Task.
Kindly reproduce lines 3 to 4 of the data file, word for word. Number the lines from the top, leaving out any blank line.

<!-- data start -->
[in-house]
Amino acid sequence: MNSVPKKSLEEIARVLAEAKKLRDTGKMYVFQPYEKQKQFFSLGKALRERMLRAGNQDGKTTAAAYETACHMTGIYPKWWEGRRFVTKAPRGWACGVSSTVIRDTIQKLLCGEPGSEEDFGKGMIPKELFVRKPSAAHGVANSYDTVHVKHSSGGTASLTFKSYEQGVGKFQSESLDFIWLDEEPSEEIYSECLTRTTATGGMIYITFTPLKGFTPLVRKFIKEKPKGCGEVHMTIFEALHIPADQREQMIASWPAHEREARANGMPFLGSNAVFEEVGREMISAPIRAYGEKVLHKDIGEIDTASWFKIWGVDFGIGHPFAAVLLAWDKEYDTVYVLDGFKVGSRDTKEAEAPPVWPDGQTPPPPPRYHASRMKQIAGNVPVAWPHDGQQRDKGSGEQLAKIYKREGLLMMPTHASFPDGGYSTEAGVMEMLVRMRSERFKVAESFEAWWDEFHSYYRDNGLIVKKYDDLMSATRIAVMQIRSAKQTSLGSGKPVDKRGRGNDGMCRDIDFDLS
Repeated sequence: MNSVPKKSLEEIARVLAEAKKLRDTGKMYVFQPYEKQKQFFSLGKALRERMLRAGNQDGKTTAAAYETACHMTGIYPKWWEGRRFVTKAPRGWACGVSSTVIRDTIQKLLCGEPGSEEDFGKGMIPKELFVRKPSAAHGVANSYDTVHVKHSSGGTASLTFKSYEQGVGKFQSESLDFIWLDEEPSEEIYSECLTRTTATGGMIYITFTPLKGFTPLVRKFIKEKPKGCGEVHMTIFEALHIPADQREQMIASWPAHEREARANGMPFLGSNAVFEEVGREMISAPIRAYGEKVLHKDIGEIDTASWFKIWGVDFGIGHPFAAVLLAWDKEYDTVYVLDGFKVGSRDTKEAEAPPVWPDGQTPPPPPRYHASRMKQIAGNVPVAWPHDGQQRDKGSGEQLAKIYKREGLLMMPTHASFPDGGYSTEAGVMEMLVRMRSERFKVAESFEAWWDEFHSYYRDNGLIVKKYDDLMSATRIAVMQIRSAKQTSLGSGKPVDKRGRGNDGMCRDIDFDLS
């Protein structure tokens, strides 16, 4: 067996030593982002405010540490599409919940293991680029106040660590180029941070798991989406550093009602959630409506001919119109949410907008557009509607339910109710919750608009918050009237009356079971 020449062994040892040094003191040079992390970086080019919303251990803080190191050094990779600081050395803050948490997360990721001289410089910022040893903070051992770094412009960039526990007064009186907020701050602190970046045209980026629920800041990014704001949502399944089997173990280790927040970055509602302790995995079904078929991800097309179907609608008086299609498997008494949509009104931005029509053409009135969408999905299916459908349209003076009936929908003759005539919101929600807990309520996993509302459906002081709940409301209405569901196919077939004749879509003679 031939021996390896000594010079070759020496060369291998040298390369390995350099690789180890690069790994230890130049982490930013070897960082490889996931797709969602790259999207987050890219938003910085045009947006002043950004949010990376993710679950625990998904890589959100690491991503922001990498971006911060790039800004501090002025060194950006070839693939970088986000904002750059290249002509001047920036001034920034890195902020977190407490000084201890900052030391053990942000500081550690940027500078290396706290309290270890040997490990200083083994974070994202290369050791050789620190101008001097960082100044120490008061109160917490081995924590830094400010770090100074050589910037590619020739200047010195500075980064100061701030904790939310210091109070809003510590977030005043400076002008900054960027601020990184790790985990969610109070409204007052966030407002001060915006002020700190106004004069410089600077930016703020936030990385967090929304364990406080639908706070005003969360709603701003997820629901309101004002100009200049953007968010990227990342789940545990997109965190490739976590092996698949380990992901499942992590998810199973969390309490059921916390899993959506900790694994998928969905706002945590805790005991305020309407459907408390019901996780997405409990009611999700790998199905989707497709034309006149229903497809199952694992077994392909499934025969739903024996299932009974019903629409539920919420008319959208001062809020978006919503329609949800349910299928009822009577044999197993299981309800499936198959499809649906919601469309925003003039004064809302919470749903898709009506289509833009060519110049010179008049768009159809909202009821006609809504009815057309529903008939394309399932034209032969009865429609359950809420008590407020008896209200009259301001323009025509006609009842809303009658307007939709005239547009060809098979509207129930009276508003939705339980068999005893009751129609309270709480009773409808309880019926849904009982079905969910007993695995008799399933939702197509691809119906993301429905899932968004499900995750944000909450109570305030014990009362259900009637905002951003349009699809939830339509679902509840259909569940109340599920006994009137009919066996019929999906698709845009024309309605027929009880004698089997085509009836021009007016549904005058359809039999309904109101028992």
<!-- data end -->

Repeated sequence: MNSVPKKSLEEIARVLAEAKKLRDTGKMYVFQPYEKQKQFFSLGKALRERMLRAGNQDGKTTAAAYETACHMTGIYPKWWEGRRFVTKAPRGWACGVSSTVIRDTIQKLLCGEPGSEEDFGKGMIPKELFVRKPSAAHGVANSYDTVHVKHSSGGTASLTFKSYEQGVGKFQSESLDFIWLDEEPSEEIYSECLTRTTATGGMIYITFTPLKGFTPLVRKFIKEKPKGCGEVHMTIFEALHIPADQREQMIASWPAHEREARANGMPFLGSNAVFEEVGREMISAPIRAYGEKVLHKDIGEIDTASWFKIWGVDFGIGHPFAAVLLAWDKEYDTVYVLDGFKVGSRDTKEAEAPPVWPDGQTPPPPPRYHASRMKQIAGNVPVAWPHDGQQRDKGSGEQLAKIYKREGLLMMPTHASFPDGGYSTEAGVMEMLVRMRSERFKVAESFEAWWDEFHSYYRDNGLIVKKYDDLMSATRIAVMQIRSAKQTSLGSGKPVDKRGRGNDGMCRDIDFDLS
């Protein structure tokens, strides 16, 4: 067996030593982002405010540490599409919940293991680029106040660590180029941070798991989406550093009602959630409506001919119109949410907008557009509607339910109710919750608009918050009237009356079971 020449062994040892040094003191040079992390970086080019919303251990803080190191050094990779600081050395803050948490997360990721001289410089910022040893903070051992770094412009960039526990007064009186907020701050602190970046045209980026629920800041990014704001949502399944089997173990280790927040970055509602302790995995079904078929991800097309179907609608008086299609498997008494949509009104931005029509053409009135969408999905299916459908349209003076009936929908003759005539919101929600807990309520996993509302459906002081709940409301209405569901196919077939004749879509003679 031939021996390896000594010079070759020496060369291998040298390369390995350099690789180890690069790994230890130049982490930013070897960082490889996931797709969602790259999207987050890219938003910085045009947006002043950004949010990376993710679950625990998904890589959100690491991503922001990498971006911060790039800004501090002025060194950006070839693939970088986000904002750059290249002509001047920036001034920034890195902020977190407490000084201890900052030391053990942000500081550690940027500078290396706290309290270890040997490990200083083994974070994202290369050791050789620190101008001097960082100044120490008061109160917490081995924590830094400010770090100074050589910037590619020739200047010195500075980064100061701030904790939310210091109070809003510590977030005043400076002008900054960027601020990184790790985990969610109070409204007052966030407002001060915006002020700190106004004069410089600077930016703020936030990385967090929304364990406080639908706070005003969360709603701003997820629901309101004002100009200049953007968010990227990342789940545990997109965190490739976590092996698949380990992901499942992590998810199973969390309490059921916390899993959506900790694994998928969905706002945590805790005991305020309407459907408390019901996780997405409990009611999700790998199905989707497709034309006149229903497809199952694992077994392909499934025969739903024996299932009974019903629409539920919420008319959208001062809020978006919503329609949800349910299928009822009577044999197993299981309800499936198959499809649906919601469309925003003039004064809302919470749903898709009506289509833009060519110049010179008049768009159809909202009821006609809504009815057309529903008939394309399932034209032969009865429609359950809420008590407020008896209200009259301001323009025509006609009842809303009658307007939709005239547009060809098979509207129930009276508003939705339980068999005893009751129609309270709480009773409808309880019926849904009982079905969910007993695995008799399933939702197509691809119906993301429905899932968004499900995750944000909450109570305030014990009362259900009637905002951003349009699809939830339509679902509840259909569940109340599920006994009137009919066996019929999906698709845009024309309605027929009880004698089997085509009836021009007016549904005058359809039999309904109101028992």